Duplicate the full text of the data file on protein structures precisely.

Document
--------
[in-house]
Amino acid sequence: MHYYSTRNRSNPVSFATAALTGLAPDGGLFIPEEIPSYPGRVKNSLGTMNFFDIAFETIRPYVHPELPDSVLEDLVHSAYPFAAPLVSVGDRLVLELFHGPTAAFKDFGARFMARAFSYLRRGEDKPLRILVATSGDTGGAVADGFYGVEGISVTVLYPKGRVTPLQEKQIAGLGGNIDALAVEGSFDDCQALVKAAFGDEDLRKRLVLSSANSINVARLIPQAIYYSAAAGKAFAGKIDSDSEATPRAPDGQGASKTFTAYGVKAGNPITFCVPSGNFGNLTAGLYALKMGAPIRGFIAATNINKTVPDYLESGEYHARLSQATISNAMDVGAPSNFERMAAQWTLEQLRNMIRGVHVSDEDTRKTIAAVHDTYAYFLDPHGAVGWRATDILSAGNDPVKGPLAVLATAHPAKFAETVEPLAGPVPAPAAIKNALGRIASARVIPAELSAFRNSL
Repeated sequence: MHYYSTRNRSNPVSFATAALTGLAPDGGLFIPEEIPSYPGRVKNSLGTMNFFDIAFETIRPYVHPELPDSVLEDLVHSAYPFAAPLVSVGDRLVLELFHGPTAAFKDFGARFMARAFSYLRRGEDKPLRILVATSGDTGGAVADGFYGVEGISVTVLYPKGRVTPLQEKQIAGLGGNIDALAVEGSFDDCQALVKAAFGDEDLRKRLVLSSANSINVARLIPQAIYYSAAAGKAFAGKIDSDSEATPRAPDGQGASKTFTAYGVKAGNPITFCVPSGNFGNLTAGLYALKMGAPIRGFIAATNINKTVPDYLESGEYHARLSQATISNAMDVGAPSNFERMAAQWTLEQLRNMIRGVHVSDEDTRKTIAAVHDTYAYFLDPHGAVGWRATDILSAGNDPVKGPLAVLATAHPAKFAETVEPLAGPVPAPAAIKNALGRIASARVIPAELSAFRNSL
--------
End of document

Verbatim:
[in-house]
Amino acid sequence: MHYYSTRNRSNPVSFATAALTGLAPDGGLFIPEEIPSYPGRVKNSLGTMNFFDIAFETIRPYVHPELPDSVLEDLVHSAYPFAAPLVSVGDRLVLELFHGPTAAFKDFGARFMARAFSYLRRGEDKPLRILVATSGDTGGAVADGFYGVEGISVTVLYPKGRVTPLQEKQIAGLGGNIDALAVEGSFDDCQALVKAAFGDEDLRKRLVLSSANSINVARLIPQAIYYSAAAGKAFAGKIDSDSEATPRAPDGQGASKTFTAYGVKAGNPITFCVPSGNFGNLTAGLYALKMGAPIRGFIAATNINKTVPDYLESGEYHARLSQATISNAMDVGAPSNFERMAAQWTLEQLRNMIRGVHVSDEDTRKTIAAVHDTYAYFLDPHGAVGWRATDILSAGNDPVKGPLAVLATAHPAKFAETVEPLAGPVPAPAAIKNALGRIASARVIPAELSAFRNSL
Repeated sequence: MHYYSTRNRSNPVSFATAALTGLAPDGGLFIPEEIPSYPGRVKNSLGTMNFFDIAFETIRPYVHPELPDSVLEDLVHSAYPFAAPLVSVGDRLVLELFHGPTAAFKDFGARFMARAFSYLRRGEDKPLRILVATSGDTGGAVADGFYGVEGISVTVLYPKGRVTPLQEKQIAGLGGNIDALAVEGSFDDCQALVKAAFGDEDLRKRLVLSSANSINVARLIPQAIYYSAAAGKAFAGKIDSDSEATPRAPDGQGASKTFTAYGVKAGNPITFCVPSGNFGNLTAGLYALKMGAPIRGFIAATNINKTVPDYLESGEYHARLSQATISNAMDVGAPSNFERMAAQWTLEQLRNMIRGVHVSDEDTRKTIAAVHDTYAYFLDPHGAVGWRATDILSAGNDPVKGPLAVLATAHPAKFAETVEPLAGPVPAPAAIKNALGRIASARVIPAELSAFRNSL